I have an alternate series which I want to test for convergence or divergence. The series is as follows:

$$\sum_{n=1}^\infty (-1)^n \frac{n^2-1}{n^3+1}$$

I know how to test this for convergence, but the first term is $0$ and so "$n+1$" terms are not allways smaller than $n$ terms. I have seen the answer and the series is convergent (although not absolutely, but I knew that from testing $\sum_{n=1}^\infty \frac{n^2-1}{n^3+1}$ in a previous exercise), can I just "throw out" the $0$ and say it doesn't matter in the grand scheme of things? The terms of the series tend to $0$, so the conditions for convergence in alternate series are satisfied except for that nasty $0$.

  • $\begingroup$ "The terms of the series tend to 0, so the conditions for convergence in alternate series are satisfied except for that nasty 0" And except for the crucial condition that the terms are decreasing in absolute value. Did you check they are? $\endgroup$ – Did Dec 31 '16 at 23:14
  • 1
    $\begingroup$ ((FWIW, the votes on this page seem rather irrational.)) $\endgroup$ – Did Dec 31 '16 at 23:18
  • $\begingroup$ let us call this a multivariate (two-input function where x is the end of the sum and n is the start) function f(n,x). Why wouldn't f(1, infinity) = f(1,1) + f(2,infinity) = f(2,infinity) $\endgroup$ – The Great Duck Jan 1 '17 at 4:05

You can remove a finite number of terms and not affect convergence.

  • 2
    $\begingroup$ So, from what I understand, what matters is that the series is ultimately convergent? $\endgroup$ – AstlyDichrar Dec 31 '16 at 0:50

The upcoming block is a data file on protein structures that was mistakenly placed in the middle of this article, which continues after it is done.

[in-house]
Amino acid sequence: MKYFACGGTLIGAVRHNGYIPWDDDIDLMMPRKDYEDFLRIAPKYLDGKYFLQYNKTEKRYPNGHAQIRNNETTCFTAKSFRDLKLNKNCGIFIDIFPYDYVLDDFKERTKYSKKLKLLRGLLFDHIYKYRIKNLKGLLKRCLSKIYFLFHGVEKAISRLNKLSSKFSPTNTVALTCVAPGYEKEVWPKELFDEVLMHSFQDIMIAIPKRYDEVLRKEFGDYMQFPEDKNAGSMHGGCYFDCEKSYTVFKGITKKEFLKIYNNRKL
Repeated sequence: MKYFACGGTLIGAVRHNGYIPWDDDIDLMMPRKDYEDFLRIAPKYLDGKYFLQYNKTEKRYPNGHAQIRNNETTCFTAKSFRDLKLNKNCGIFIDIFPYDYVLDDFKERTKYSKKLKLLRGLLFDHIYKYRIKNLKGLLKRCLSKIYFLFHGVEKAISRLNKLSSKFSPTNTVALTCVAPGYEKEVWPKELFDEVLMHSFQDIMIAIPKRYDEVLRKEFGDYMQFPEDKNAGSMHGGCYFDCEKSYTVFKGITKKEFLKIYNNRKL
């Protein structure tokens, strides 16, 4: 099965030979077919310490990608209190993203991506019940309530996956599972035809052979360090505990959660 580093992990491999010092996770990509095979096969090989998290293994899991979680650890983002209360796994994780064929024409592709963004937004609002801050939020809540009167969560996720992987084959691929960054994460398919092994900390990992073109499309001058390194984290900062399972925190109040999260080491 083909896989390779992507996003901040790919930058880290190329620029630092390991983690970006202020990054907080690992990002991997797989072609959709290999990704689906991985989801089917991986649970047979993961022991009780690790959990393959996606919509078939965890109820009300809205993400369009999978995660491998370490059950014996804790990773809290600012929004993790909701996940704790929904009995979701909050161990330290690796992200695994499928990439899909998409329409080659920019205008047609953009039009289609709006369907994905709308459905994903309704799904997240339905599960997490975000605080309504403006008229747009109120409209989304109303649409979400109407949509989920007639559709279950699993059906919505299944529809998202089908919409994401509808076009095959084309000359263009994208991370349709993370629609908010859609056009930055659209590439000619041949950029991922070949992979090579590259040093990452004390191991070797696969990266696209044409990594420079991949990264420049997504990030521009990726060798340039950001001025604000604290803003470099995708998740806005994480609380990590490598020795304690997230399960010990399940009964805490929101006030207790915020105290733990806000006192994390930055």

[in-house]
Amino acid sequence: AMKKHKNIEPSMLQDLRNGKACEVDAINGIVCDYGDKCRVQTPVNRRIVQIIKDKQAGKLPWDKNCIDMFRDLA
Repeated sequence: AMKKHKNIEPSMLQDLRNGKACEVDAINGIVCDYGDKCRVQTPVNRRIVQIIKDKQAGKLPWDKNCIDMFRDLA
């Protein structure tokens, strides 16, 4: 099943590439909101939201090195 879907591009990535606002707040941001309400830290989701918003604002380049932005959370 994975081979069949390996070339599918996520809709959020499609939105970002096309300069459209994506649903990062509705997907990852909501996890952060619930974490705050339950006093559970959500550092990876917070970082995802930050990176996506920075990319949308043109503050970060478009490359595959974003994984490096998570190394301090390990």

• 2
    $\begingroup$ Exactly, convergence is determined by what ultimately happens. $\endgroup$ – Oscar Lanzi Dec 31 '16 at 0:54
  • 3
    $\begingroup$ I love it when you can answer questions with tautologies. :) $\endgroup$ – Mehrdad Dec 31 '16 at 7:55
  • 1
    $\begingroup$ Indeed, questions with answers which are the answers to the questions themselves are best. $\endgroup$ – Mateen Ulhaq Jan 1 '17 at 1:53
  • $\begingroup$ google.com/url?sa=t&source=web&rct=j&url=https://… $\endgroup$ – Oscar Lanzi Jul 17 '17 at 19:30

Observe that your series just rewrites $$ \sum_{n=1}^\infty (-1)^n \frac{n^2-1}{n^3+1}=\sum_{n=\color{red}{2}}^\infty (-1)^n \frac{n^2-1}{n^3+1}. $$

  • $\begingroup$ I have no idea how I didn't think of this, it's the exact same series. $\endgroup$ – AstlyDichrar Dec 31 '16 at 0:49
  • $\begingroup$ @AstlyDichrar Yes, it is the exact same series ;) $\endgroup$ – Olivier Oloa Dec 31 '16 at 0:51
  • $\begingroup$ @AstlyDichrar The series is convergent by the alternating test of convergence:en.wikipedia.org/wiki/Alternating_series_test $\endgroup$ – Olivier Oloa Dec 31 '16 at 0:52
  • $\begingroup$ Indeed, and you could as well just shift indices if you wanted them to start at $1$: $$\sum_{n=1}^\infty (-1)^n \frac{n^2-1}{n^3+1}=\sum_{m=1}^\infty (-1)^{m+1} \frac{(m+1)^2-1}{(m+1)^3+1}.$$ $\endgroup$ – Ruslan Dec 31 '16 at 9:40

If your sequence is $a_n$, you could test the series for the sequence for $b_0 = 1$ (or $-1$) and $b_n = a_n$ for $n > 1$ for convergence.

You can "cleanly" apply the convergence test to $b_n$, and I will leave as an exercise relating that to the series for $a_n$ (it is not hard). Because this hack is so trivial we usually just apply it "sloppily," but you are definitely doing the right thing by asking how to do it properly.

In general when testing for convergence for any series you can do any arbitrary manipulation to the first $N$ terms you want (i.e. you "ignore" them, whatever that needs to mean).


Your Answer

By clicking “Post Your Answer”, you agree to our terms of service, privacy policy and cookie policy

Not the answer you're looking for? Browse other questions tagged or ask your own question.